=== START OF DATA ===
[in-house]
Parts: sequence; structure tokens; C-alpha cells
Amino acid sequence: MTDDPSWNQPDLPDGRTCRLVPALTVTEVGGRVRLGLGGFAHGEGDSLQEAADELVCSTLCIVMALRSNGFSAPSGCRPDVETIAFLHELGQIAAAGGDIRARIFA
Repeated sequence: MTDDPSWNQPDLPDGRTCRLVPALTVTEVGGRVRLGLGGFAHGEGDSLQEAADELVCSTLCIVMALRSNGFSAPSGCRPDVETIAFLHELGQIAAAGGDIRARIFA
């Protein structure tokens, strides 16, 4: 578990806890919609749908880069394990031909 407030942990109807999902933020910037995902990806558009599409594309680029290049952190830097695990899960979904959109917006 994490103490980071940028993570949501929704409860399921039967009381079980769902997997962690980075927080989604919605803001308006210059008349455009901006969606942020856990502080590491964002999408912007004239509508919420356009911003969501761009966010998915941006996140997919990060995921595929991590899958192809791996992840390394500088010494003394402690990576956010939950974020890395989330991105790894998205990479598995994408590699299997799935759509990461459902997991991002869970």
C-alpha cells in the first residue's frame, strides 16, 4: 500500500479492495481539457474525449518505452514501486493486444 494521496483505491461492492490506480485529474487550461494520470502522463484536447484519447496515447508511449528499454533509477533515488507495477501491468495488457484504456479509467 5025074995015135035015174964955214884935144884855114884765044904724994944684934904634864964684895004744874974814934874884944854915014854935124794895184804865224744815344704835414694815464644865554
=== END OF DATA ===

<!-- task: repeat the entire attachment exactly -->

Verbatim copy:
[in-house]
Parts: sequence; structure tokens; C-alpha cells
Amino acid sequence: MTDDPSWNQPDLPDGRTCRLVPALTVTEVGGRVRLGLGGFAHGEGDSLQEAADELVCSTLCIVMALRSNGFSAPSGCRPDVETIAFLHELGQIAAAGGDIRARIFA
Repeated sequence: MTDDPSWNQPDLPDGRTCRLVPALTVTEVGGRVRLGLGGFAHGEGDSLQEAADELVCSTLCIVMALRSNGFSAPSGCRPDVETIAFLHELGQIAAAGGDIRARIFA
């Protein structure tokens, strides 16, 4: 578990806890919609749908880069394990031909 407030942990109807999902933020910037995902990806558009599409594309680029290049952190830097695990899960979904959109917006 994490103490980071940028993570949501929704409860399921039967009381079980769902997997962690980075927080989604919605803001308006210059008349455009901006969606942020856990502080590491964002999408912007004239509508919420356009911003969501761009966010998915941006996140997919990060995921595929991590899958192809791996992840390394500088010494003394402690990576956010939950974020890395989330991105790894998205990479598995994408590699299997799935759509990461459902997991991002869970």
C-alpha cells in the first residue's frame, strides 16, 4: 500500500479492495481539457474525449518505452514501486493486444 494521496483505491461492492490506480485529474487550461494520470502522463484536447484519447496515447508511449528499454533509477533515488507495477501491468495488457484504456479509467 5025074995015135035015174964955214884935144884855114884765044904724994944684934904634864964684895004744874974814934874884944854915014854935124794895184804865224744815344704835414694815464644865554